‘Active agent of Tory party’ shaping BBC news coverage, says Emily Maitlis

A BBC board member who acts as an arbiter of the broadcaster’s impartiality is an “active agent” of the Conservative Party, according to former Newsnight present Emily Maitlis.

Ms Maitlis, who left the BBC this year for rival media group Global, is understood to have referred to Theresa May’s former communications director Sir Robbie Gibb in a speech that was scathing about the corporation’s alleged closeness to No 10.

Sir Robbie, who was appointed by Boris Johnson’s government to the BBC board last year, was Downing Street communications director from 2017 to 2019.

Before that, he worked at the BBC for 25 years, in roles including the deputy editor of Newsnight and editor of The Daily Politics spirit This Week.

Ms Maitlis’s comments came during the annual MacTaggart Lecture at the Edinburgh TV Festival on Wednesday night, when she criticized the BBC for having “sought to pacify” No 10 by issuing a swift apology for a Newsnight monologue she gave about Dominic Cummings’s lockdown-breaching trip to Durham.

Introducing an episode of the program in 2020, Ms Maitlis said said Mr Cummings, then Boris Johnson’s chief adviser, had “broken the rules” with a lockdown trip to Durham and “the country can see that, and it’s shocked the Government cannot”.

The BBC received more than 20,000 complaints and ruled that she breached impartiality rules.

But Ms Maitlis said the program initially “passed off with a few pleasant texts from BBC editors and frankly little else”.

“It was only the next morning that the wheels fell off. A phone call of complaint was made from Downing Street to the BBC News management.

“This – for context – is not unusual. It wasn’t unusual in the Blair days – far from it – in the Brown days, in the Cameron days. What I’m saying is it’s normal for government spin doctors to vocalise their displeasure two journalists.”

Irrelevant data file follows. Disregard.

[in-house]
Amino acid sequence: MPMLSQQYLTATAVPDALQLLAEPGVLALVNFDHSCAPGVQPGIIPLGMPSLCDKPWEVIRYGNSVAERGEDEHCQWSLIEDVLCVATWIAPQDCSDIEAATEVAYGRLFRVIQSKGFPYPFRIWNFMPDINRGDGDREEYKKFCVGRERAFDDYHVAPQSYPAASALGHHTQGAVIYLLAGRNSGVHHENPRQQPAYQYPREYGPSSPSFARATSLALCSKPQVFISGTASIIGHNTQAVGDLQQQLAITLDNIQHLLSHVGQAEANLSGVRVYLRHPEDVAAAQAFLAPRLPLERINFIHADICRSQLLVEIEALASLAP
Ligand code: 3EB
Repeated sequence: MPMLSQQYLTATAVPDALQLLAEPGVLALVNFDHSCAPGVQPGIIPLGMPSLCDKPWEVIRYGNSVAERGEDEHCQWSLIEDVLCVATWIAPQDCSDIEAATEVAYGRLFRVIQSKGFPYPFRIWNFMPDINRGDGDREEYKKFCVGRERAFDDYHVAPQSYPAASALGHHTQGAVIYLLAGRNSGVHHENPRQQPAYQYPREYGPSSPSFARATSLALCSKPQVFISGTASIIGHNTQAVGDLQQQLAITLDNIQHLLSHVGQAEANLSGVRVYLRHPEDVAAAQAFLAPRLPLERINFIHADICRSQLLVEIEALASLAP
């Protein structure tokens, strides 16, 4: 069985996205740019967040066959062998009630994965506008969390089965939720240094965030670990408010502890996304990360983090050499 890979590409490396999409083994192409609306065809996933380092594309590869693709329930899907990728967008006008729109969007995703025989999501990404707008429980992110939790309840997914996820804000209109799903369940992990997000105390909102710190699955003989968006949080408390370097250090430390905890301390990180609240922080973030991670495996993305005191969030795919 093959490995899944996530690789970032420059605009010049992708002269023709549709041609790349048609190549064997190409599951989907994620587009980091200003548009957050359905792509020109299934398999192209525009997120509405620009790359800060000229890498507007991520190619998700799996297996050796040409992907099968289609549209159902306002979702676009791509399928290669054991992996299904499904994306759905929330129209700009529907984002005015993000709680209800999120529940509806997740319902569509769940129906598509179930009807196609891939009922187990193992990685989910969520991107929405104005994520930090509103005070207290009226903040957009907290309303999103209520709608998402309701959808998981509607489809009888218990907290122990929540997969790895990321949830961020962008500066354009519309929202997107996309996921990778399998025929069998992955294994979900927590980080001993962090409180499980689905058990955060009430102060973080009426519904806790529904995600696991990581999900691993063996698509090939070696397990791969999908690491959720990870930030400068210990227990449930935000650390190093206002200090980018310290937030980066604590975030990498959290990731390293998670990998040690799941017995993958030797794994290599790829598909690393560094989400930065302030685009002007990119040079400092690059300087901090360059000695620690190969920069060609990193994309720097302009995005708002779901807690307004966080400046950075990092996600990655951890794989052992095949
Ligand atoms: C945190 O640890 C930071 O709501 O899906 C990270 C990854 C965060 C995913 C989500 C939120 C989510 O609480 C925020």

But she added: “What was not foreseen was the speed with which the BBC sought to pacify the complainant. Within hours, a very public apology was made, the program was accused of a failure of impartiality, the recording disappeared from the iPlayer, and there were paparazzi outside my front door.

Robbie Gibb was Theresa May’s head of communications

(Getty Images)

“Why had the BBC immediately and publicly sought to confirm the government spokesman’s opinion, without any kind of due process?”

She suggested BBC bosses were sending a message of reassurance to the government.

In an apparent reference to Sir Robbie, Ms Maitlis added: “Put this in the context of the BBC board, where another active agent of the Conservative Party – former Downing Street spin doctor and former adviser to BBC rival GB News – now sits, acting as the arbiter of BBC impartiality.”

She also claimed journalists were now self-censoring to avoid a backlash over their work.

The Independent has asked the BBC to respond to the criticism of Sir Robbie.

On the program featuring her monologue, a BBC spokesperson said: “The BBC places the highest value on due impartiality and accuracy and we apply these principles to our reporting on all issues.

“As we have made clear previously in relation to news night, we did not take action as a result of any pressure from No 10 or government, and to suggest otherwise is wrong.

“The BBC found the program breached its editorial standards and that decision still stands.”

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